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Transcript
Sexually transmitted infections (STI)
Recommend
 In remote Indigenous settings, all sexually active men and women under 40 years should be offered a test
for chlamydia, gonorrhoea, syphilis and (trichomonas for women only) at least once each year and men
and women aged 40-49 years should have syphilis serology annually
 Symptomatic cases and contacts of individuals with a known STI must be treated on the spot at first
presentation (presumptive treatment). Do not wait for pathology results
Background
 Chlamydia is the most common notifiable STI in Australia. Chlamydia and genital herpes are seen in all
areas; gonorrhoea and trichomoniasis are common in rural/ remote regions while genital warts are a
frequent presentation in urban areas. Syphilis persists in remote populations and a significant epidemic is
continuing among urban non-Indigenous men who have sex with men
 Excessively high rates of chlamydia and gonorrhoea persist in remote regions leading to psycho-social
distress, gynaecological problems, pregnancy loss, infertility and a population particularly vulnerable to an
epidemic of HIV infection
Related topics:
How to do an STI check, page 466
1. May present with:
The following tables are a guide to STI presentations:
Males may present with / as:
Symptom
 Urethral discharge
 Pain / swelling in the testes/scrotum (Epididymo – orchitis)
 Genital sores ulcers
Contact of a person with an STI
 Contact has positive test for chlamydia and/or gonorrhoea
 Contact has positive test for trichomonas
 Contact has infectious syphilis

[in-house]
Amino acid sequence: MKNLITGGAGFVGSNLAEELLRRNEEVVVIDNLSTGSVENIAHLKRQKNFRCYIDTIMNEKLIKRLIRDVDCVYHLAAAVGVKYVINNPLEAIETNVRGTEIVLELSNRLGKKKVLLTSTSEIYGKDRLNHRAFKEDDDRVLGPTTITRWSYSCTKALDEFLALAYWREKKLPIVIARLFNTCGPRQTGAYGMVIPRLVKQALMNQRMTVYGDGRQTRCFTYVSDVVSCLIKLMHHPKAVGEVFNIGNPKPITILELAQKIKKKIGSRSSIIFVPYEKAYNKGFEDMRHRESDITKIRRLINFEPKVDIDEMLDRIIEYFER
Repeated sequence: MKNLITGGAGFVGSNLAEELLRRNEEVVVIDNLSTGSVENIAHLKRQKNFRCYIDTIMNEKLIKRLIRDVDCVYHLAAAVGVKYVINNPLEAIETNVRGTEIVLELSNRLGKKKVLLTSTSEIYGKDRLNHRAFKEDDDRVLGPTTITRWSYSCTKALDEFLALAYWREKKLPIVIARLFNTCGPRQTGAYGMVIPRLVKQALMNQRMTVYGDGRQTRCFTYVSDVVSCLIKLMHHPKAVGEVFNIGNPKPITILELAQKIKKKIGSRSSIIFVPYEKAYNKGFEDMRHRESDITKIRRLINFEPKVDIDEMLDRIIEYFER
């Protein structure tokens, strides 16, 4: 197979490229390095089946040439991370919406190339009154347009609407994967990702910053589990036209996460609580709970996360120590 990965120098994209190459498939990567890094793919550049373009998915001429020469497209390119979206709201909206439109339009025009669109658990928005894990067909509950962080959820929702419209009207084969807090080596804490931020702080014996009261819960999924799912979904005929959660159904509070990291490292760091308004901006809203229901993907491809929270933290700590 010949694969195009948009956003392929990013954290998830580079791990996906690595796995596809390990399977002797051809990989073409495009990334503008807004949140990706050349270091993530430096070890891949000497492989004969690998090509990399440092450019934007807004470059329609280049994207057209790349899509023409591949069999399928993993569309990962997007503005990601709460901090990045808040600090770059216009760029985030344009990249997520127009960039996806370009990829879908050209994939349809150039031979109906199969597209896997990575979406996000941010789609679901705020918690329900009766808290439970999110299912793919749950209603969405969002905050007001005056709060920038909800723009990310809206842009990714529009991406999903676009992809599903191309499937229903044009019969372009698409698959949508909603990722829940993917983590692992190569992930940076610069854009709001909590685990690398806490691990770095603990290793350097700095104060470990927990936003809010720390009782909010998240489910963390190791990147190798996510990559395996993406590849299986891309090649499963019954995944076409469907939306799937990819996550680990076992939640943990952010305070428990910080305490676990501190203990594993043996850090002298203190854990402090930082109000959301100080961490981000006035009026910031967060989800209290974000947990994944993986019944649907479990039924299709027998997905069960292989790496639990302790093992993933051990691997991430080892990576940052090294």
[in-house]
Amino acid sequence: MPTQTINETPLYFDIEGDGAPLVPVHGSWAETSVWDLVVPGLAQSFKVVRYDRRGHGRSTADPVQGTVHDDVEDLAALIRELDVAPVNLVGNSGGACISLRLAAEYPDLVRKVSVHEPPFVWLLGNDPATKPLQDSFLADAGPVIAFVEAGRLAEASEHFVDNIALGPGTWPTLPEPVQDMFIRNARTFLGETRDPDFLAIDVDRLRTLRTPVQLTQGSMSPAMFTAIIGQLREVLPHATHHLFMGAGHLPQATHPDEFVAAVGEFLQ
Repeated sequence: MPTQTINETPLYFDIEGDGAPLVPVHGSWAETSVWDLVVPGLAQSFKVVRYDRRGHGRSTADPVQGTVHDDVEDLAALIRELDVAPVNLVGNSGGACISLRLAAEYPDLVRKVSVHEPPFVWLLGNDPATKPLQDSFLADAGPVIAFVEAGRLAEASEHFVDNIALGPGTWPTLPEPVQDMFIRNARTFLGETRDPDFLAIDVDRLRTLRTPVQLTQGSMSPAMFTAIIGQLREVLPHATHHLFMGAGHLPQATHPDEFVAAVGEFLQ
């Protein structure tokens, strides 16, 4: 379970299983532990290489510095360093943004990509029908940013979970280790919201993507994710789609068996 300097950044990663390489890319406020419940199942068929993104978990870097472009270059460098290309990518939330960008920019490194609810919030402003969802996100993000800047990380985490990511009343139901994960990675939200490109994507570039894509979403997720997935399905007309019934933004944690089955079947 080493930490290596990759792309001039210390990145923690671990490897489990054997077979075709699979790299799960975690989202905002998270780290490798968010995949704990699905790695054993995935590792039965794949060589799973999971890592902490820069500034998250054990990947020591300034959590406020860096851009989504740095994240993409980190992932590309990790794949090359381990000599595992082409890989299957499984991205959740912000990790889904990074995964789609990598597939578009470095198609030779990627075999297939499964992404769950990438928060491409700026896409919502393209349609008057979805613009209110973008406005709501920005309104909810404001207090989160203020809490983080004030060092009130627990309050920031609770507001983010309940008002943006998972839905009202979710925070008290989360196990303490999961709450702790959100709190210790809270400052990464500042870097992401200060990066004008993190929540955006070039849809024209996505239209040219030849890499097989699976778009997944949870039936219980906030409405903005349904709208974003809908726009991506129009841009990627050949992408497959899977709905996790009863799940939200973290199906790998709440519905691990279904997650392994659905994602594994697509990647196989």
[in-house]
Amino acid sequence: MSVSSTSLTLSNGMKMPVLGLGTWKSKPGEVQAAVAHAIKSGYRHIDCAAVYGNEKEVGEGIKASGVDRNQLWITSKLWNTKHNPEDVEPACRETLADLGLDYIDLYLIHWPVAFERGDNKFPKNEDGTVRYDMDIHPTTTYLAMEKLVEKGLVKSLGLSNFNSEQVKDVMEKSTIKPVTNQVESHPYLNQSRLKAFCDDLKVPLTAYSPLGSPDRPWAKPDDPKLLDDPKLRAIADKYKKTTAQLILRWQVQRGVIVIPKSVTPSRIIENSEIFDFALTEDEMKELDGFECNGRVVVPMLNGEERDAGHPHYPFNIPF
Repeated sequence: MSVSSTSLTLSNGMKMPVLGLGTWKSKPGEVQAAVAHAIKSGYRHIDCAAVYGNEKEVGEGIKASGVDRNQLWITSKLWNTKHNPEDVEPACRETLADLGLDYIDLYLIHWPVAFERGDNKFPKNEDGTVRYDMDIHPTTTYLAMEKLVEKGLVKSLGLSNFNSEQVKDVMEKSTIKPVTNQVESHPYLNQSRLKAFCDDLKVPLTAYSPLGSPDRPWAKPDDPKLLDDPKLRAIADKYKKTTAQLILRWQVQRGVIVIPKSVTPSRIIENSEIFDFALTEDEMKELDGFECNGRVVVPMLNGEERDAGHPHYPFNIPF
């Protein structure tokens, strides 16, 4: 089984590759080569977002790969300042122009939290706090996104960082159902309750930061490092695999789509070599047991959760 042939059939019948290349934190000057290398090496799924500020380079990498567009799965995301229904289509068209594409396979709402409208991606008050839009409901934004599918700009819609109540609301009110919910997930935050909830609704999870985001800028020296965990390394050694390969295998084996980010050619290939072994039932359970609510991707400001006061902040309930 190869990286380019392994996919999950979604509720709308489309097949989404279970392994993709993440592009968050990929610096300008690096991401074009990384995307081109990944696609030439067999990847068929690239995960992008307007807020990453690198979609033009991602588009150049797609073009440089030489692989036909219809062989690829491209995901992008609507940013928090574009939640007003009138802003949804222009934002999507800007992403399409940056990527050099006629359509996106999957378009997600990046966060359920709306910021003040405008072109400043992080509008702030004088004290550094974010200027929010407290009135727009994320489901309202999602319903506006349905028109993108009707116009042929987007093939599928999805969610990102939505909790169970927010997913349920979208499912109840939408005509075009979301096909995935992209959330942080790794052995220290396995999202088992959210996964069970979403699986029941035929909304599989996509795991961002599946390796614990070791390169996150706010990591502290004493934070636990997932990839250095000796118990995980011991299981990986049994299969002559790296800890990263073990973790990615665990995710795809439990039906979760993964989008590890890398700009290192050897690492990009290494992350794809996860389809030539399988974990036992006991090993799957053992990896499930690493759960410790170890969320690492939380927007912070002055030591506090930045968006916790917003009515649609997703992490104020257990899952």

 Contact has donovanosis
Contact of symptomatic person
 Contact has vaginal discharge, pelvic inflammatory disease
(PID)
 Contact has genital sores ulcers
 Contact has urethral discharge or testicular pain/swelling
Positive pathology (index)
 Chlamydia &/or gonorrhoea
 Syphilis
(Always call the Public Health Nurse, Syphilis Register for up to
date results and treatment details on 1800 032 238)
 Herpes
 Donovanosis
 Trichomonas
Refer to:
Females may present with / as:
Symptomatic
 Vaginal discharge
 Low abdominal pain
 Genital sores ulcers
Contact of a person with an STI
 Contact has positive test for chlamydia and/or gonorrhoea
 Contact has infectious syphilis
 Contact has Donovanosis
 Contact has positive test for Trichomonas Vaginalis
Contact of a symptomatic person
 Contact has urethral discharge
 Contact has testicular pain/swelling
 Contact has genital sores/ulcers
Positive pathology test (index)
 Chlamydia and/or gonorrhoea
 Trichomonas
 Candida
Refer to:
Urethral Discharge / Dysuria
Epididymo-orchitis
Genital Sores / Ulcers
Urethral Discharge/ Dysuria
Urethral Discharge / Dysuria
Syphilis
Genital Sores / Ulcers
Urethral Discharge / Dysuria